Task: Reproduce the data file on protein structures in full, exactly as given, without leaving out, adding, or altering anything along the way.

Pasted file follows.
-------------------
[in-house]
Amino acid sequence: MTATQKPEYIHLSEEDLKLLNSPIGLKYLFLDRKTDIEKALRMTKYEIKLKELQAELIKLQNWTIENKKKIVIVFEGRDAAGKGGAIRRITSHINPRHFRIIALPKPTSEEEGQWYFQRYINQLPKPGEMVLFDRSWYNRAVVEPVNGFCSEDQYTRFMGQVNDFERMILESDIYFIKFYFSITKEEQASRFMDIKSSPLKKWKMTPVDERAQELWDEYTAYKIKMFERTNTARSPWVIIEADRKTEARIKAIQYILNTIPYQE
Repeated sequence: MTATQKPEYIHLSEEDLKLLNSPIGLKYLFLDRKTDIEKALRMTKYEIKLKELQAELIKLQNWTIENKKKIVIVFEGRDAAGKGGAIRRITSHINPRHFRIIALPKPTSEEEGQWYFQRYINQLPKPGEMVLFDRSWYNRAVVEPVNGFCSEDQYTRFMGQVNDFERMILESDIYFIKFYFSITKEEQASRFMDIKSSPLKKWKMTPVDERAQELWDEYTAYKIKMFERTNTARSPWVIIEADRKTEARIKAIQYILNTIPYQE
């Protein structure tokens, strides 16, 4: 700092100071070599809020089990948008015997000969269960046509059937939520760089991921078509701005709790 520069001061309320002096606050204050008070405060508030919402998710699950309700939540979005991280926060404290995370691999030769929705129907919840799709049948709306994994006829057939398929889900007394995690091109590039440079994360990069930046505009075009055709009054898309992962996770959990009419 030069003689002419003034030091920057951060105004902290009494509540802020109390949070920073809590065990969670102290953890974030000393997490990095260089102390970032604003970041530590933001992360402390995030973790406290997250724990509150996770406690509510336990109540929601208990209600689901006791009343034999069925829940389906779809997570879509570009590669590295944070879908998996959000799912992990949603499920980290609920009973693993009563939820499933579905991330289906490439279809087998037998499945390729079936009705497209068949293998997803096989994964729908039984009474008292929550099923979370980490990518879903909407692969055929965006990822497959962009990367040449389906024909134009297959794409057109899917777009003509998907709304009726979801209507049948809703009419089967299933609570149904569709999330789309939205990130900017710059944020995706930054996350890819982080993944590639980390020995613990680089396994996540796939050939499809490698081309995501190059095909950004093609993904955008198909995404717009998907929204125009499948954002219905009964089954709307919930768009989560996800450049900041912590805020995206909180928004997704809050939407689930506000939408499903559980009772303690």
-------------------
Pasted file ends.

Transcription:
[in-house]
Amino acid sequence: MTATQKPEYIHLSEEDLKLLNSPIGLKYLFLDRKTDIEKALRMTKYEIKLKELQAELIKLQNWTIENKKKIVIVFEGRDAAGKGGAIRRITSHINPRHFRIIALPKPTSEEEGQWYFQRYINQLPKPGEMVLFDRSWYNRAVVEPVNGFCSEDQYTRFMGQVNDFERMILESDIYFIKFYFSITKEEQASRFMDIKSSPLKKWKMTPVDERAQELWDEYTAYKIKMFERTNTARSPWVIIEADRKTEARIKAIQYILNTIPYQE
Repeated sequence: MTATQKPEYIHLSEEDLKLLNSPIGLKYLFLDRKTDIEKALRMTKYEIKLKELQAELIKLQNWTIENKKKIVIVFEGRDAAGKGGAIRRITSHINPRHFRIIALPKPTSEEEGQWYFQRYINQLPKPGEMVLFDRSWYNRAVVEPVNGFCSEDQYTRFMGQVNDFERMILESDIYFIKFYFSITKEEQASRFMDIKSSPLKKWKMTPVDERAQELWDEYTAYKIKMFERTNTARSPWVIIEADRKTEARIKAIQYILNTIPYQE
């Protein structure tokens, strides 16, 4: 700092100071070599809020089990948008015997000969269960046509059937939520760089991921078509701005709790 520069001061309320002096606050204050008070405060508030919402998710699950309700939540979005991280926060404290995370691999030769929705129907919840799709049948709306994994006829057939398929889900007394995690091109590039440079994360990069930046505009075009055709009054898309992962996770959990009419 030069003689002419003034030091920057951060105004902290009494509540802020109390949070920073809590065990969670102290953890974030000393997490990095260089102390970032604003970041530590933001992360402390995030973790406290997250724990509150996770406690509510336990109540929601208990209600689901006791009343034999069925829940389906779809997570879509570009590669590295944070879908998996959000799912992990949603499920980290609920009973693993009563939820499933579905991330289906490439279809087998037998499945390729079936009705497209068949293998997803096989994964729908039984009474008292929550099923979370980490990518879903909407692969055929965006990822497959962009990367040449389906024909134009297959794409057109899917777009003509998907709304009726979801209507049948809703009419089967299933609570149904569709999330789309939205990130900017710059944020995706930054996350890819982080993944590639980390020995613990680089396994996540796939050939499809490698081309995501190059095909950004093609993904955008198909995404717009998907929204125009499948954002219905009964089954709307919930768009989560996800450049900041912590805020995206909180928004997704809050939407689930506000939408499903559980009772303690």